Day 6: When They Grow Up and You Just Get Older

I’ve been seeing a lot of former students lately.  Occasionally where there’s something going on at the high school level groups of kids will return to school to come visit.  They don’t know this, but I relish those moments.  Seeing their teenage faces, hearing about their successes in high school, these things make me happy.  It’s always so funny to watch my current class gasp in wonder when a group of teenagers walks in the door.  Of course, they are overjoyed at the interruption in the middle of math class.  But I wonder if they see themselves in those teenagers, it won’t be so many years before they grow up too.  Their changes will by physical (getting taller, deeper voices, teenage acne) and emotional (first loves, the uncertainty of choosing a college, emerging into the job world).

Of course when I hear of students from my first class heading off to college I start to feel old.  Which is no comparison to teachers I’ve worked with who have taught a student and then that student’s child! But still.  However, even though I continue to age, I’m not growing up.  You see I’m growing down.  Working in the education field gives you the distinct pleasure of getting to stay connected to your inner child.  For example, the other day I was testing out a robot and rolled it into a fellow teachers classroom in the middle of a lesson.  It was childish.  We all had a good laugh.  Seeing life through each new generation’s eyes keeps us connected to some fundamental truths about life.  Good instruction is important, but so is having fun and taking time to play.

My former students will have to grow up, face the harsh realities of adulthood some day.  I’ve been there and done that.  I may be getting older, but you can’t make me grow up.

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7 thoughts on “Day 6: When They Grow Up and You Just Get Older

  1. sallydonnelly11

    You’re so right. As a teacher, I do have fun! Yet it is not something I always think about. Your post today has me appreciating my job, a job I’ve had now for 23 years, in a whole new way. Thank you. Your writing did that!!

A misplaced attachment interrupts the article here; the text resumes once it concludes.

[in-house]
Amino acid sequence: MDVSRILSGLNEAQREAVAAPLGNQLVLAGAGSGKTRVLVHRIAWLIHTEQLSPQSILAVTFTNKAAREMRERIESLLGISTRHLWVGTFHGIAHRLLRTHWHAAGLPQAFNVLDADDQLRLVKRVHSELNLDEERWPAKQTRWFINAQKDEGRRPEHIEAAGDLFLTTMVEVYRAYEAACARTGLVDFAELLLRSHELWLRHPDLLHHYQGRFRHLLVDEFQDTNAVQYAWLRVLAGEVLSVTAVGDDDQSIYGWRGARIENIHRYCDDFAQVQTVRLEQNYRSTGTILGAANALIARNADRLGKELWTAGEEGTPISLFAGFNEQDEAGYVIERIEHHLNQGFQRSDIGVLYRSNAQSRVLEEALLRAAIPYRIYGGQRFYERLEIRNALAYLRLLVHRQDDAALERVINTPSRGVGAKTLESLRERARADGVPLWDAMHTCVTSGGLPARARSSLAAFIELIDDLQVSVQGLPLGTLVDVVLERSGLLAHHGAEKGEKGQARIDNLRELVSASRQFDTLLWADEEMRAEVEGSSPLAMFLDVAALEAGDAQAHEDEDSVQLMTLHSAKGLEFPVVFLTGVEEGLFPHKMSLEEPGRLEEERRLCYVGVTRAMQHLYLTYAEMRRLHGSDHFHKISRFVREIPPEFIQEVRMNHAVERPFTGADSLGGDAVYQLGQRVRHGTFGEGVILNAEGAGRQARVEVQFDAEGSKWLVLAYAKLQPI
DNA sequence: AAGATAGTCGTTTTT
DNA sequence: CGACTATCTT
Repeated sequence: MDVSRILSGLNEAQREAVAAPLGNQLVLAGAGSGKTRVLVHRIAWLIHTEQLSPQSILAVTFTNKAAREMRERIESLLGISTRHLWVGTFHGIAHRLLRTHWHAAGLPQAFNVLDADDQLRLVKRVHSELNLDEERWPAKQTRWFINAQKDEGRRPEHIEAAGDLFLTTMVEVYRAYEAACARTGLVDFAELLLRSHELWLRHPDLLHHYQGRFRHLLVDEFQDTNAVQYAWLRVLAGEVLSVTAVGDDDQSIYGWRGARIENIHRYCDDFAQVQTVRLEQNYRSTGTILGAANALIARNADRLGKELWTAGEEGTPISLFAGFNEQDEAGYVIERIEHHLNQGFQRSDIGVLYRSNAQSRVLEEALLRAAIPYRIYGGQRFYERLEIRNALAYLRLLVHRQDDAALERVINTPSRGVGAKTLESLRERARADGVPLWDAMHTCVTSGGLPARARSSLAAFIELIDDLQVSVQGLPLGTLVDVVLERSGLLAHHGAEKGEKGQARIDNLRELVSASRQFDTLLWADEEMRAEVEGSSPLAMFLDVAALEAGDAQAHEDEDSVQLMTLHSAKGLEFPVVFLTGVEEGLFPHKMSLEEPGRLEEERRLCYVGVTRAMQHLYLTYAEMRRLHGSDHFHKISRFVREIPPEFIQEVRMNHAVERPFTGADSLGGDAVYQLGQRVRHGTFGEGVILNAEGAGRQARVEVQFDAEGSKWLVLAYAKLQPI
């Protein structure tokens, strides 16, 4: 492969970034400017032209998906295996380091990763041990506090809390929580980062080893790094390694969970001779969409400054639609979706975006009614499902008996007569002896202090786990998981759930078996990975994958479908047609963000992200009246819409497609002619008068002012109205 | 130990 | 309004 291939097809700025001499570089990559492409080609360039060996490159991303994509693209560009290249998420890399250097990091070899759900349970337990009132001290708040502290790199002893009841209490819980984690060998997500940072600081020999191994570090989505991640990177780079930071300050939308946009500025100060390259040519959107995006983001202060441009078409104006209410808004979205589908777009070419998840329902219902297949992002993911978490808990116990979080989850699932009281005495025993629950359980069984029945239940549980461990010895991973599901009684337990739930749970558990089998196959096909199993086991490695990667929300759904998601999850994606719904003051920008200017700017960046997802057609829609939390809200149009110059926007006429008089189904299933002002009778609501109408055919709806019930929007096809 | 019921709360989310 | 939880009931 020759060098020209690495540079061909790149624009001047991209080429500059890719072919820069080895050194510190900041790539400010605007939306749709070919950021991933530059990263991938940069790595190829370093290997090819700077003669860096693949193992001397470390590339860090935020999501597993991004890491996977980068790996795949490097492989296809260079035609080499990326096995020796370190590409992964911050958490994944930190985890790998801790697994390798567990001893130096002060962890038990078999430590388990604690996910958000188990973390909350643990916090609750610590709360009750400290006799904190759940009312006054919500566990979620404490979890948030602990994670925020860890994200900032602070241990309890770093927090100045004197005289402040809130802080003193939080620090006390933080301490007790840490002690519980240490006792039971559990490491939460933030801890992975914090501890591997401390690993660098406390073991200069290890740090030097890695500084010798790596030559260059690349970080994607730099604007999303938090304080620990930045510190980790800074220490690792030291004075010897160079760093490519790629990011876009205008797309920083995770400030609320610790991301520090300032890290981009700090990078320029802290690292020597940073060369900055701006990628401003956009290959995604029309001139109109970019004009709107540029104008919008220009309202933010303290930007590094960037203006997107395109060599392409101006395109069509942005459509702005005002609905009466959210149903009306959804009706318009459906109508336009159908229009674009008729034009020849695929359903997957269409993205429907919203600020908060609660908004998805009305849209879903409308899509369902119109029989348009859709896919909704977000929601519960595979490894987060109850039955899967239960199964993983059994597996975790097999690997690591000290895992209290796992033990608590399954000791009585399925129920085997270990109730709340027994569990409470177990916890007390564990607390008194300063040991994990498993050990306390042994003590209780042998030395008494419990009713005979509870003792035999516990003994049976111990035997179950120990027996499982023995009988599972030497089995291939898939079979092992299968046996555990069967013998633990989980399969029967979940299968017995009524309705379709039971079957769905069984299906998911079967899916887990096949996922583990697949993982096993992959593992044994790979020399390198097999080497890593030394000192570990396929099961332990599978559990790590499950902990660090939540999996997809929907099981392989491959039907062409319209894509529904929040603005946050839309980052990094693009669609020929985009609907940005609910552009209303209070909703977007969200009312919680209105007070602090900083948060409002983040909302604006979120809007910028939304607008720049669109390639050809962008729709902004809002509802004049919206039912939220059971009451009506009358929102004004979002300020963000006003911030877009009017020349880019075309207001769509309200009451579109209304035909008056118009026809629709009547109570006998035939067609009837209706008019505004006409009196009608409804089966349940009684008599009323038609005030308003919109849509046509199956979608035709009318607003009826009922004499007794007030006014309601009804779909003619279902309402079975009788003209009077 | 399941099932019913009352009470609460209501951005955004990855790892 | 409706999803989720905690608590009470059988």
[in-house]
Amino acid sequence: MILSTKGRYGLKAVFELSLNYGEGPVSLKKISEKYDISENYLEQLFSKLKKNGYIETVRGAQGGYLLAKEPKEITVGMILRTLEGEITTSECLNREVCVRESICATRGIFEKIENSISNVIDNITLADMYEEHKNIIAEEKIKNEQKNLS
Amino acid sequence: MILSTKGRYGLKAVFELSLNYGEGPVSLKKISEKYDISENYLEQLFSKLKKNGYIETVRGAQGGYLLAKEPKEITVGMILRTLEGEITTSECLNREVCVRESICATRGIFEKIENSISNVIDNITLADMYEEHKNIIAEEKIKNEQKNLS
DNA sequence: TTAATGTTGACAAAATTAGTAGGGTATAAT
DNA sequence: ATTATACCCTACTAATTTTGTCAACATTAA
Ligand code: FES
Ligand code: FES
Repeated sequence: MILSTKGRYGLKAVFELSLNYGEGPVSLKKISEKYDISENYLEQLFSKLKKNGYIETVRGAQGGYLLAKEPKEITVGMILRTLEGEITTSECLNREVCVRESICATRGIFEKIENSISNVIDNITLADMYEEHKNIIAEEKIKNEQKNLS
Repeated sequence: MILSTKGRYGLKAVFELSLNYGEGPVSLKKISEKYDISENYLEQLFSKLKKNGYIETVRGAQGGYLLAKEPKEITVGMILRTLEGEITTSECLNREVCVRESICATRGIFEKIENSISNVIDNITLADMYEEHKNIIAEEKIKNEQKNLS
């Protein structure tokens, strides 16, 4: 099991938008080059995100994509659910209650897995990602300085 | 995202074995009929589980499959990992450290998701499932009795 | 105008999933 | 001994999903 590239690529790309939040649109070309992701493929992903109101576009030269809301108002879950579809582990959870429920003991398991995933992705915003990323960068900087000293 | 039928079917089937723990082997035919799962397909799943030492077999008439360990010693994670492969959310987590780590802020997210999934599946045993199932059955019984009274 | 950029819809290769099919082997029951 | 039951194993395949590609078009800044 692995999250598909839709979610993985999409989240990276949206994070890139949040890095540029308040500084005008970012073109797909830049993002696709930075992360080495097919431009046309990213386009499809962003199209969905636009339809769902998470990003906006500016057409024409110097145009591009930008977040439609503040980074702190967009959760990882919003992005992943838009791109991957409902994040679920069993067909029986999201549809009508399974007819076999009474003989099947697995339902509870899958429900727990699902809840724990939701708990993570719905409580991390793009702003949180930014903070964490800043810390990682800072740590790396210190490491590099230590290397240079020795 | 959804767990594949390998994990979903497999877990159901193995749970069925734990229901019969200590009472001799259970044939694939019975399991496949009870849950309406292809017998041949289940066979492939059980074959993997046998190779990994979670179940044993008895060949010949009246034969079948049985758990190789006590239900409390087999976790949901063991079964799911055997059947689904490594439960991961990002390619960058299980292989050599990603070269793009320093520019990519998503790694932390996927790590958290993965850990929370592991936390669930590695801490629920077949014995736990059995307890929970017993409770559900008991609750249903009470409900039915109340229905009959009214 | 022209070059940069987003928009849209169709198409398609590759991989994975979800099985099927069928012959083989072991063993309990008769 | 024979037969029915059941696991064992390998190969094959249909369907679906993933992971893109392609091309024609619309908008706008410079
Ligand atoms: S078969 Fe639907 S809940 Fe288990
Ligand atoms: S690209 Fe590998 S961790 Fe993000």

2. Ditto. “Relish” is such an apt word for those moments. I teach 8th grade, so when I see or hear from former students it is just so…energizing, moving, humbling…I never know what to ask first and I want to get through the cursory questions (how is school, what are your plans) to get back to the good stuff like truly hearing how they are. Sometimes we have time for that, somethings not, but I love that you acknowledge this hidden gem of being a teacher. It just might be my favorite part.

  3. I love the idea of growing down. That’s the place we should all be- teacher or not. And you have realized one of the best parts about teaching happens years later. Thanks for all you do.

  4. Lynn

    Amen to that! “Good instruction is important but so is having fun”. . . Words I spoke for years!

  5. My first students (and second and third, etc.) have started having families of their own. Just “liked” a post on Instagram of one of my students who is due with her first next month. It does make me feel old, but I love seeing these new, chubby faces. I think of it as a legacy, more than my age. Thanks for sharing your insights!

  6. mlvteach

    I loved this post! With everything else we teachers do, we also need to have fun. In fact, at my school this year, we changed our old vision statement from “We expect success” to “We believe in the joy of learning.” I always think that the first thing I need to do is make school fun so that my fourth graders look forward to school days. If they want to be at school and if they think learning is fun, the rest is (relatively) easy.

  7. That’s a lovely perspective to have, and I am going to treasure it, even as I accept the gray hairs that age brings!

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